Anil Netto looks at something that has not been discussed much: the mainstream media’s role in legitimising the Perak power grab in the state executive as well as the legislature.
Three civil society groups have launched a citizens’ intiative to monitor the media coverage of the general election camapaign and to straighten out any spin and distortions they find. They will be assisted by independent volunteers. Their observations will be posted on a blog maintained by the media monitors. You can also make use of the blog’s RSS feed to incorporate the news into your blogs, websites and aggregate news readers.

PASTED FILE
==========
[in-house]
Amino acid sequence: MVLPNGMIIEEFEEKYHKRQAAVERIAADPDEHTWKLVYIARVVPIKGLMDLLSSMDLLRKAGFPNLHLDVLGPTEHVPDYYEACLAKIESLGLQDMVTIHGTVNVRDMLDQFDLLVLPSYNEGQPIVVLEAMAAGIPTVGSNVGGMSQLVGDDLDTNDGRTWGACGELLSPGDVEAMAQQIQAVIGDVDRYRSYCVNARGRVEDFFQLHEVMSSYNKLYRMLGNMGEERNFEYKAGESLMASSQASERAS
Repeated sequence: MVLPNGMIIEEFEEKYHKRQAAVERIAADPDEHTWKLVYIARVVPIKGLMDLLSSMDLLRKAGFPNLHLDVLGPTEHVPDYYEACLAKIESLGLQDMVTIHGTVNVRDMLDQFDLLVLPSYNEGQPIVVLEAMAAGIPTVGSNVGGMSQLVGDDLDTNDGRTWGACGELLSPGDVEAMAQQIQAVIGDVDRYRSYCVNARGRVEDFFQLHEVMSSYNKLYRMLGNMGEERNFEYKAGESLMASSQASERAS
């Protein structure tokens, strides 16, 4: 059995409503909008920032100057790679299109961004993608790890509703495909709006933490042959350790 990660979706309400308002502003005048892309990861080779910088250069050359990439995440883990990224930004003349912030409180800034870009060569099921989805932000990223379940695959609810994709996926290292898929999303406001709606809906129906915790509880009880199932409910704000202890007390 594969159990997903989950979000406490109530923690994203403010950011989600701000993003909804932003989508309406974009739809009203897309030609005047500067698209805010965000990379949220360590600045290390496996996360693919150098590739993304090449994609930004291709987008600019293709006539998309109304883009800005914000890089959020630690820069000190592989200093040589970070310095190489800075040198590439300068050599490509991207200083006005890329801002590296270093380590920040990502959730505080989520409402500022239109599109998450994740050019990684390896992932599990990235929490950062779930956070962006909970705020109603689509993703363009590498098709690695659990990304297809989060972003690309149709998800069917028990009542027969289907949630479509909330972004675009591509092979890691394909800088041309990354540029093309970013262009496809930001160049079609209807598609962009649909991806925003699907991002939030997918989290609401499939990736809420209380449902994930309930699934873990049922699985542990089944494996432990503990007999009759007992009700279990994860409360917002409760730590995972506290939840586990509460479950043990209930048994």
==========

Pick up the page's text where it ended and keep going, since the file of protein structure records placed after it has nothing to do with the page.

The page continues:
The Star (22 November 2007) curiously carried a piece (“Media needs to be effective”) written by one of its columnists, M. Veera Pandiyan, who lamented the apparent dilemma faced by Malaysian journalists working in the mainstream media. These, he warned, were "indeed trying days for Malaysian journalists" – in reference to the “dogged criticisms” that were hurled against the mainstream media due to their questionable and often distorted reporting.
Here we go again–the issue of government-media partnership being discussed at the yearly Langkawi International Dialogue (LID), where journalists were quizzed by governmental leaders from Africa and Malaysia. A Bernama report that was published in NST and The Star (6 Aug 2007) mentioned how Rehman Rashid of the NST and Michael Aeria of The Star (among other journalists from outside Malaysia) got a taste of their own medicine when they were asked some “tough” questions by political leaders.